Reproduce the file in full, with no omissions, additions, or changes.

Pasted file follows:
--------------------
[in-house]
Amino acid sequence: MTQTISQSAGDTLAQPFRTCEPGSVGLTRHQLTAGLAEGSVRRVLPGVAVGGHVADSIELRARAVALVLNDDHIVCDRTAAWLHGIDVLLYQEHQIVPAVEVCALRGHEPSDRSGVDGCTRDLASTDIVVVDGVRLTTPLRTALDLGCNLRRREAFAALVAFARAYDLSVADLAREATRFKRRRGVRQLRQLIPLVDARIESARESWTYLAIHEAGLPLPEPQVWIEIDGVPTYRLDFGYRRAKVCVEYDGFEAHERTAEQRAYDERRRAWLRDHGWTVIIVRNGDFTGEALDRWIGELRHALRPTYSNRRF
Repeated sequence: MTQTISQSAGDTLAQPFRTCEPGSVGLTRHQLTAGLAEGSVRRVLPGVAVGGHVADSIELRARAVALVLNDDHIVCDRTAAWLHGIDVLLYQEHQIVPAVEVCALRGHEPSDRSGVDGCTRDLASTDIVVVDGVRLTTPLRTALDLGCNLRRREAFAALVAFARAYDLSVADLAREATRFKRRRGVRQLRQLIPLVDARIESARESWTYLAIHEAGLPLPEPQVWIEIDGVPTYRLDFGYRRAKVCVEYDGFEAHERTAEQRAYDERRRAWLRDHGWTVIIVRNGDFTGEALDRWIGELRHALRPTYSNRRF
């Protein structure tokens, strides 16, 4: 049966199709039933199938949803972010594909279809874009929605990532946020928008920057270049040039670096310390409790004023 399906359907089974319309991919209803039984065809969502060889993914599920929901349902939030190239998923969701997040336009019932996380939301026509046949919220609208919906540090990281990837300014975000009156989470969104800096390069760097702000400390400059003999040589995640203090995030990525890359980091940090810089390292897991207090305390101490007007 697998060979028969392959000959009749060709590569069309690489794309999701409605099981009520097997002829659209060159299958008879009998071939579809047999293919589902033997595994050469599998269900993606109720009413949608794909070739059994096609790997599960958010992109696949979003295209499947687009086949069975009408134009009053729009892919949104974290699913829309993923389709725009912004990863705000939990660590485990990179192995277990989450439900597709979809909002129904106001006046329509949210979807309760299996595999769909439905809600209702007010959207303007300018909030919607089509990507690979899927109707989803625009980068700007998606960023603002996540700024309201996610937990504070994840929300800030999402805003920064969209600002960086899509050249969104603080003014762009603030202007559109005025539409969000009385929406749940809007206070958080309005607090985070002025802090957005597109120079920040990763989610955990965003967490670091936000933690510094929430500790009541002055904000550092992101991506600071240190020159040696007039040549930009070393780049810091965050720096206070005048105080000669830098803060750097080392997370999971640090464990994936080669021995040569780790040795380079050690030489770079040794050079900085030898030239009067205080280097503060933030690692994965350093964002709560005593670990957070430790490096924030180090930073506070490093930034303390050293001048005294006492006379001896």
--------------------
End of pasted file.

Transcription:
[in-house]
Amino acid sequence: MTQTISQSAGDTLAQPFRTCEPGSVGLTRHQLTAGLAEGSVRRVLPGVAVGGHVADSIELRARAVALVLNDDHIVCDRTAAWLHGIDVLLYQEHQIVPAVEVCALRGHEPSDRSGVDGCTRDLASTDIVVVDGVRLTTPLRTALDLGCNLRRREAFAALVAFARAYDLSVADLAREATRFKRRRGVRQLRQLIPLVDARIESARESWTYLAIHEAGLPLPEPQVWIEIDGVPTYRLDFGYRRAKVCVEYDGFEAHERTAEQRAYDERRRAWLRDHGWTVIIVRNGDFTGEALDRWIGELRHALRPTYSNRRF
Repeated sequence: MTQTISQSAGDTLAQPFRTCEPGSVGLTRHQLTAGLAEGSVRRVLPGVAVGGHVADSIELRARAVALVLNDDHIVCDRTAAWLHGIDVLLYQEHQIVPAVEVCALRGHEPSDRSGVDGCTRDLASTDIVVVDGVRLTTPLRTALDLGCNLRRREAFAALVAFARAYDLSVADLAREATRFKRRRGVRQLRQLIPLVDARIESARESWTYLAIHEAGLPLPEPQVWIEIDGVPTYRLDFGYRRAKVCVEYDGFEAHERTAEQRAYDERRRAWLRDHGWTVIIVRNGDFTGEALDRWIGELRHALRPTYSNRRF
């Protein structure tokens, strides 16, 4: 049966199709039933199938949803972010594909279809874009929605990532946020928008920057270049040039670096310390409790004023 399906359907089974319309991919209803039984065809969502060889993914599920929901349902939030190239998923969701997040336009019932996380939301026509046949919220609208919906540090990281990837300014975000009156989470969104800096390069760097702000400390400059003999040589995640203090995030990525890359980091940090810089390292897991207090305390101490007007 697998060979028969392959000959009749060709590569069309690489794309999701409605099981009520097997002829659209060159299958008879009998071939579809047999293919589902033997595994050469599998269900993606109720009413949608794909070739059994096609790997599960958010992109696949979003295209499947687009086949069975009408134009009053729009892919949104974290699913829309993923389709725009912004990863705000939990660590485990990179192995277990989450439900597709979809909002129904106001006046329509949210979807309760299996595999769909439905809600209702007010959207303007300018909030919607089509990507690979899927109707989803625009980068700007998606960023603002996540700024309201996610937990504070994840929300800030999402805003920064969209600002960086899509050249969104603080003014762009603030202007559109005025539409969000009385929406749940809007206070958080309005607090985070002025802090957005597109120079920040990763989610955990965003967490670091936000933690510094929430500790009541002055904000550092992101991506600071240190020159040696007039040549930009070393780049810091965050720096206070005048105080000669830098803060750097080392997370999971640090464990994936080669021995040569780790040795380079050690030489770079040794050079900085030898030239009067205080280097503060933030690692994965350093964002709560005593670990957070430790490096924030180090930073506070490093930034303390050293001048005294006492006379001896």